POLITICAL THEORY - Thomas Hobbes
Peace, war and international security: economic theories
Peace is a concept of societal friendship and harmony in the absence of hostility and violence. In a social sense, peace is commonly used to mean a lack of conflict such as war and freedom from fear of violence between individuals or groups. Throughout history leaders have used peacemaking and diplomacy to establish a certain type of behavioral restraint that has resulted in the establishment of regional peace or economic growth through various forms of agreements or peace treaties. Such behavioral restraint has often resulted in the reduction of conflicts, greater economic interactivity, and consequently substantial prosperity. The Anglo-French term Pes itself comes from the Latin pax , meaning "peace, compact, agreement, treaty of peace, tranquility, absence of hostility, harmony.
Peace and conflict studies is a social science field that identifies and analyzes violent and nonviolent behaviours as well as the structural mechanisms attending conflicts including social conflicts , with a view towards understanding those processes which lead to a more desirable human condition. This is in contrast to military studies , which has as its aim on the efficient attainment of victory in conflicts, primarily by violent means to the satisfaction of one or more, but not all, parties involved. Disciplines involved may include philosophy , political science , geography , economics , psychology , sociology , international relations , history , anthropology , religious studies , and gender studies , as well as a variety of others. Relevant sub-disciplines of such fields, such as peace economics , may be regarded as belonging to peace and conflict studies also. Peace and conflict studies is both a pedagogical activity, in which teachers transmit knowledge to students; and a research activity, in which researchers create new knowledge about the sources of conflict. Peace and conflict studies entails understanding the concept of peace which is defined as political condition that ensures justice and social stability through formal and informal institutions, practices, and norms.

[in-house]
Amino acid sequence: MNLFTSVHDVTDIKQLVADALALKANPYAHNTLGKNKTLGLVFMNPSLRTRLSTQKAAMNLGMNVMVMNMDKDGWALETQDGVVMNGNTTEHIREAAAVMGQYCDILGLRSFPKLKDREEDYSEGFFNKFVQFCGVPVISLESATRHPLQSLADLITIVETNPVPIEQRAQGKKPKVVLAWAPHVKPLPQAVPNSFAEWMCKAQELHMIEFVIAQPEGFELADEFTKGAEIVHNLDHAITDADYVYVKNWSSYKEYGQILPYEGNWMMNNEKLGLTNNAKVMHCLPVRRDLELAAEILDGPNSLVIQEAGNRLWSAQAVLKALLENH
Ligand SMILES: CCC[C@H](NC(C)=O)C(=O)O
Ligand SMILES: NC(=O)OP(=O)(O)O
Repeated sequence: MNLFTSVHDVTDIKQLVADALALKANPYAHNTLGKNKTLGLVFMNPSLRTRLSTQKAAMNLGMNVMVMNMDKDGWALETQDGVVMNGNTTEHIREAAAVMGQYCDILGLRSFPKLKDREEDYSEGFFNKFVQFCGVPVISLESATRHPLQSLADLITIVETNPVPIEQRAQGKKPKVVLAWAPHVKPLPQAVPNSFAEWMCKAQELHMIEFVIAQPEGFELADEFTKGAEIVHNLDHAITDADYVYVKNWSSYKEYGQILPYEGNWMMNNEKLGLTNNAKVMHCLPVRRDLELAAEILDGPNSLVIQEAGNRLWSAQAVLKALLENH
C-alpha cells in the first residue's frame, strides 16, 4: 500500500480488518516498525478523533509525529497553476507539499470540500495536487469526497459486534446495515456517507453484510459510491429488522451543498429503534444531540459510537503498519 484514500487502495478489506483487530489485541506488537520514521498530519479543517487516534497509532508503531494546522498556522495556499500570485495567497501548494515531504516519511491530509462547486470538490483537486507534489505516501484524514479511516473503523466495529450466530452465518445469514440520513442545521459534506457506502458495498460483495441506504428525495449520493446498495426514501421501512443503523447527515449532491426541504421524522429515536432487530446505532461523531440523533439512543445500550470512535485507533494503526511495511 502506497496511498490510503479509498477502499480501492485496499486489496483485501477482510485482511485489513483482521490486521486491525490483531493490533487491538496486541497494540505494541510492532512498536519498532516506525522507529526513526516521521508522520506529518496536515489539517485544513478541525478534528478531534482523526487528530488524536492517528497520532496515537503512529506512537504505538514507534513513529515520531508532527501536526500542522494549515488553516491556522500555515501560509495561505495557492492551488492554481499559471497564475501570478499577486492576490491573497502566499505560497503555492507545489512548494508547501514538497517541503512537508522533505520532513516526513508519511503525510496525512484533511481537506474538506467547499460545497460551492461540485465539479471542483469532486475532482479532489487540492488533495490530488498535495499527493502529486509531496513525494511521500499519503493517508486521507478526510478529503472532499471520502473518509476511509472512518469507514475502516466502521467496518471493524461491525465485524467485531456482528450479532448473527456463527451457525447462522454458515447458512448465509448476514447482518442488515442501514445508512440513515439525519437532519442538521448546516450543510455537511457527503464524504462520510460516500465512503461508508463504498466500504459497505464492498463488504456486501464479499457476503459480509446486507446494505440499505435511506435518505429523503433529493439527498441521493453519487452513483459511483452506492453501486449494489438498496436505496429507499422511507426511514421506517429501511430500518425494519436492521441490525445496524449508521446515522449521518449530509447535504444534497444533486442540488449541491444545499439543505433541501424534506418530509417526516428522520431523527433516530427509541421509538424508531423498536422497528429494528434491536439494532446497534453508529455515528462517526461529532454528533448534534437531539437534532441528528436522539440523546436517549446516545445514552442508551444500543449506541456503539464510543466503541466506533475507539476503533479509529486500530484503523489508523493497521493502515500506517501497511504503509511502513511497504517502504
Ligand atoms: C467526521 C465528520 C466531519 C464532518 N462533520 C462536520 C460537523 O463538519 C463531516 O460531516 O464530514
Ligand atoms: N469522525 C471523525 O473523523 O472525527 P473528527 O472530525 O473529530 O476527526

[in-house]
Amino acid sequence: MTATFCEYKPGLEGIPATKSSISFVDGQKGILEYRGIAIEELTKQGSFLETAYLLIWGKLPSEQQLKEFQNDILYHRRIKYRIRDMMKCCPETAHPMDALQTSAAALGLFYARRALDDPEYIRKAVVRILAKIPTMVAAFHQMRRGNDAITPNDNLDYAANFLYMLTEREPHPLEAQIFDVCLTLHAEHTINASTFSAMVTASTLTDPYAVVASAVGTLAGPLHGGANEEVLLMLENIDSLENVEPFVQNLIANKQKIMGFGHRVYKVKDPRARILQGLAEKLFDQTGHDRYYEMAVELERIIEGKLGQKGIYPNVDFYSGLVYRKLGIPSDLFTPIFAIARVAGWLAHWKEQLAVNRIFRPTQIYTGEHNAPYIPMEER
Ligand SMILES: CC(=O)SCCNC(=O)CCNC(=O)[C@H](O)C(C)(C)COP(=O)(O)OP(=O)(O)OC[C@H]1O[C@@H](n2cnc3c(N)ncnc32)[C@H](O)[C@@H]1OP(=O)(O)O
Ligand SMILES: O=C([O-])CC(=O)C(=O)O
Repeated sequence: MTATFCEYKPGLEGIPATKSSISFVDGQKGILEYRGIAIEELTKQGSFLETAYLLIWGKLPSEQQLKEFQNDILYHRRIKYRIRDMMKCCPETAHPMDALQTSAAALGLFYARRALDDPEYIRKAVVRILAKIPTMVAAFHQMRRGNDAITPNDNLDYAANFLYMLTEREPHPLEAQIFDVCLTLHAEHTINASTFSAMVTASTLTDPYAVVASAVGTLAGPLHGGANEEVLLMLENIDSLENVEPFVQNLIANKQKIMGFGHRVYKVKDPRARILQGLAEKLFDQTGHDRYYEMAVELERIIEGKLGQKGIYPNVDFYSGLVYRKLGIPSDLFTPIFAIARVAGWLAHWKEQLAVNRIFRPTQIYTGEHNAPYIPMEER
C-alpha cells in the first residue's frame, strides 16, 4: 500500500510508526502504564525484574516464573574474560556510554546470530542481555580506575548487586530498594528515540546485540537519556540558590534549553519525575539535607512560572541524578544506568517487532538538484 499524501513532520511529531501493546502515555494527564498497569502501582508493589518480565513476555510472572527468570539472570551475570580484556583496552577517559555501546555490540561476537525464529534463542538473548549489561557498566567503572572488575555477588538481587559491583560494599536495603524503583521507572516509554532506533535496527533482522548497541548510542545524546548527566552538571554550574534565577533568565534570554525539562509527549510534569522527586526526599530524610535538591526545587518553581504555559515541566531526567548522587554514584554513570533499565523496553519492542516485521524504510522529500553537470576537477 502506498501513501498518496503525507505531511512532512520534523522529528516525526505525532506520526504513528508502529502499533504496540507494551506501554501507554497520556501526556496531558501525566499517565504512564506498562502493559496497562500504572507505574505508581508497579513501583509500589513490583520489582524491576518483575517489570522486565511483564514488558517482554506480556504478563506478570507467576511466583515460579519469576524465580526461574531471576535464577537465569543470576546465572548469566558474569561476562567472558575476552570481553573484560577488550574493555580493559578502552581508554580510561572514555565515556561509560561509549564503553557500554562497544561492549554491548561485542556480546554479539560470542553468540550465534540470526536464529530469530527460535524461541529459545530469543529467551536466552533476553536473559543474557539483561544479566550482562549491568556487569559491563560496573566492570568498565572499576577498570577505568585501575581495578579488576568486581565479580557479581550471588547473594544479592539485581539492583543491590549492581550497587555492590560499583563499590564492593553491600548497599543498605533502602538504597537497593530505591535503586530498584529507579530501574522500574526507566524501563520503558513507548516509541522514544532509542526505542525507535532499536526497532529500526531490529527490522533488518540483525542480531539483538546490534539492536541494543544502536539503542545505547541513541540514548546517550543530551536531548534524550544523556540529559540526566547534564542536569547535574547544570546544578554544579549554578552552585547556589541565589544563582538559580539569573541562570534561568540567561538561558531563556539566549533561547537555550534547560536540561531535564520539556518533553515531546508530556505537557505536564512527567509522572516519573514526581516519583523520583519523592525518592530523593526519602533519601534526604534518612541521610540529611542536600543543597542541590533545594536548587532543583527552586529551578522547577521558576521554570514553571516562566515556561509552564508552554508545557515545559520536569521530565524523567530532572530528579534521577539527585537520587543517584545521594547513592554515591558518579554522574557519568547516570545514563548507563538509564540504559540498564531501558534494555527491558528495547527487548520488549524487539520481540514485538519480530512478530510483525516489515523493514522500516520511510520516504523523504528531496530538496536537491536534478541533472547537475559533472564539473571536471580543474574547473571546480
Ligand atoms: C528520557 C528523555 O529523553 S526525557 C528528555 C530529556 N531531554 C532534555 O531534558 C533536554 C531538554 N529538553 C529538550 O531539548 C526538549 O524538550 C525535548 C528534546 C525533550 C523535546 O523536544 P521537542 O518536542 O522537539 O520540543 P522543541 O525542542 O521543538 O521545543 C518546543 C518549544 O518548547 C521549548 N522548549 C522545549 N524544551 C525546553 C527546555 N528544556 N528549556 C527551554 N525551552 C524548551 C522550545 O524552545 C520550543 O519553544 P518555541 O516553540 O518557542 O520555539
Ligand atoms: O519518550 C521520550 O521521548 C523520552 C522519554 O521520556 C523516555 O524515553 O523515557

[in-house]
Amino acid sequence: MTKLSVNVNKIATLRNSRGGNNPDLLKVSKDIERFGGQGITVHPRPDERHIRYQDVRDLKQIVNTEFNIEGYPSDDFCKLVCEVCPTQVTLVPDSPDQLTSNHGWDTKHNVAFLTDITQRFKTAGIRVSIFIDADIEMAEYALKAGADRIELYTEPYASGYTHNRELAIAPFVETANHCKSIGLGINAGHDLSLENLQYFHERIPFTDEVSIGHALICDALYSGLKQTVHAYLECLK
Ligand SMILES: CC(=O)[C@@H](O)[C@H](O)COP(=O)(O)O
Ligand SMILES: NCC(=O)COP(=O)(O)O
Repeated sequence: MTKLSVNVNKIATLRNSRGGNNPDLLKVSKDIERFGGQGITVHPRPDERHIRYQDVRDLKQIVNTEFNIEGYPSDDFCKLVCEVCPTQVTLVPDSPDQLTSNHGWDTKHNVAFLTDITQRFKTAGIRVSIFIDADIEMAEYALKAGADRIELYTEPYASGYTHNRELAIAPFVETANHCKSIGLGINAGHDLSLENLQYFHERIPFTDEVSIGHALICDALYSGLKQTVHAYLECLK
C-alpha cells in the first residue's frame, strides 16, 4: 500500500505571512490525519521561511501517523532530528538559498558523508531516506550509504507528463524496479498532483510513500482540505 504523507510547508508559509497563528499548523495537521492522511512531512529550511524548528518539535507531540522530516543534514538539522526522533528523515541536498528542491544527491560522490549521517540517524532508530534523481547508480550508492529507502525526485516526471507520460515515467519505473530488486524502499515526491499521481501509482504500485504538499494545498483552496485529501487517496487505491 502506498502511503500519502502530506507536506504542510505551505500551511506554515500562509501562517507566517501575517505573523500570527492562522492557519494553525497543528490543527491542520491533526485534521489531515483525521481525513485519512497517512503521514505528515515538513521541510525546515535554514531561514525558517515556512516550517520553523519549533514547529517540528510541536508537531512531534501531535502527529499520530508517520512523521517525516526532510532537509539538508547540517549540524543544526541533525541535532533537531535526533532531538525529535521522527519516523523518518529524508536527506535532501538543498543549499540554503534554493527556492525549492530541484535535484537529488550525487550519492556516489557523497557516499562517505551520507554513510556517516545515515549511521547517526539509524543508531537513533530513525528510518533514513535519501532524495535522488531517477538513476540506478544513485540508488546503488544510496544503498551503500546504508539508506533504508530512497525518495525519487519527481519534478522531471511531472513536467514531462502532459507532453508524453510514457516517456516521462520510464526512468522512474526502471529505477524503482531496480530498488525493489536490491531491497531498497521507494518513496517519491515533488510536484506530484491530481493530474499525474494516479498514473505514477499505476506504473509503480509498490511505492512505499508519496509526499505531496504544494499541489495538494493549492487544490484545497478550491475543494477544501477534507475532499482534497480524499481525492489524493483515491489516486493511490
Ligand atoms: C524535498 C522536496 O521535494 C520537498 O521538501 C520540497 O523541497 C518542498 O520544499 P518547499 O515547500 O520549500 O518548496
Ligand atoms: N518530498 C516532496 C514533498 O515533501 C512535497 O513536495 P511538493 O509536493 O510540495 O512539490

Drawing from theories that examine security-dilemma spiraling and the dynamics of relative decline, the chapter shows that established theories of major war can be made relevant to the nuclear age—once they have incorporated the importance of Cold War spiraling and inadvertent war. The chapter argues that any theory of international relations that seeks to explain changes in the likelihood of nuclear war must incorporate into its causal logic the willingness of states to take actions that risk an inadvertent slide into war. While it may not be rational to initiate a nuclear war against another great power, it may indeed be rational, under certain circumstances, for leaders to switch to hard-line actions that raise the probability of a war neither side would have actively desired prior to the onset of a crisis. Keywords: realism , deterrence , security dilemma , bargaining theory of war , inadvertent war. Dale C.
Peace, war and international security is an area in which economists are often conspicuous by their absence, to a degree that rivals the importance of economic issues to the problems at hand. It is not unusual to find studies of post-conflict reconstruction in which economics is surprisingly found to be important. In the case of the World Bank, it came as a great shock to the other social scientists when economists started to argue that economics might have a major role to play in understanding civil wars Collier et al. Economists do have the gift of overstatement and a tendency to state unpleasant truths in a clear and precise way that can disturb other social scientists, whose indignation and overreaction reflected this. Dunne, P.